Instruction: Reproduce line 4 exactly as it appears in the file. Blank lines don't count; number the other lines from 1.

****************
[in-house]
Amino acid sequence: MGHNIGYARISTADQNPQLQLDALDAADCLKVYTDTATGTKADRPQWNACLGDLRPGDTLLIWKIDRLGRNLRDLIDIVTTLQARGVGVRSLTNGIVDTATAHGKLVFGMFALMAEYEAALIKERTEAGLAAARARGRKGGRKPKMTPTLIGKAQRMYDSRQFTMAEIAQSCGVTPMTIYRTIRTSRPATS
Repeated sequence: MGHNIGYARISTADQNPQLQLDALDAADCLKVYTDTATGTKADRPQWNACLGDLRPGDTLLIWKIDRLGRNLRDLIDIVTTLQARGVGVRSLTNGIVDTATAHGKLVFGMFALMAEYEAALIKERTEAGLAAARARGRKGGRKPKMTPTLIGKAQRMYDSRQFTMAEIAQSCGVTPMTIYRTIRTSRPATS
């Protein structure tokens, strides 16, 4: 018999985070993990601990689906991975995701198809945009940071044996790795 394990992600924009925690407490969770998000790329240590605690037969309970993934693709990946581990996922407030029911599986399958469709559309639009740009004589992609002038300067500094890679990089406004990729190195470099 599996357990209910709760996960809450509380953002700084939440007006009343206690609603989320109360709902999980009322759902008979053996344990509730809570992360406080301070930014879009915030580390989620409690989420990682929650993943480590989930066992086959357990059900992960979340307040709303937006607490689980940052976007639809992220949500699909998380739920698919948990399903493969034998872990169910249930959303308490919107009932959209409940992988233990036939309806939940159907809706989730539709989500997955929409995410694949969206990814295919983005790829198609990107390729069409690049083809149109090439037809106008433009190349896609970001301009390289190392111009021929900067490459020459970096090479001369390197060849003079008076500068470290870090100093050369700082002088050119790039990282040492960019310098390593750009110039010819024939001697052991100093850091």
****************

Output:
């Protein structure tokens, strides 16, 4: 018999985070993990601990689906991975995701198809945009940071044996790795 394990992600924009925690407490969770998000790329240590605690037969309970993934693709990946581990996922407030029911599986399958469709559309639009740009004589992609002038300067500094890679990089406004990729190195470099 599996357990209910709760996960809450509380953002700084939440007006009343206690609603989320109360709902999980009322759902008979053996344990509730809570992360406080301070930014879009915030580390989620409690989420990682929650993943480590989930066992086959357990059900992960979340307040709303937006607490689980940052976007639809992220949500699909998380739920698919948990399903493969034998872990169910249930959303308490919107009932959209409940992988233990036939309806939940159907809706989730539709989500997955929409995410694949969206990814295919983005790829198609990107390729069409690049083809149109090439037809106008433009190349896609970001301009390289190392111009021929900067490459020459970096090479001369390197060849003079008076500068470290870090100093050369700082002088050119790039990282040492960019310098390593750009110039010819024939001697052991100093850091």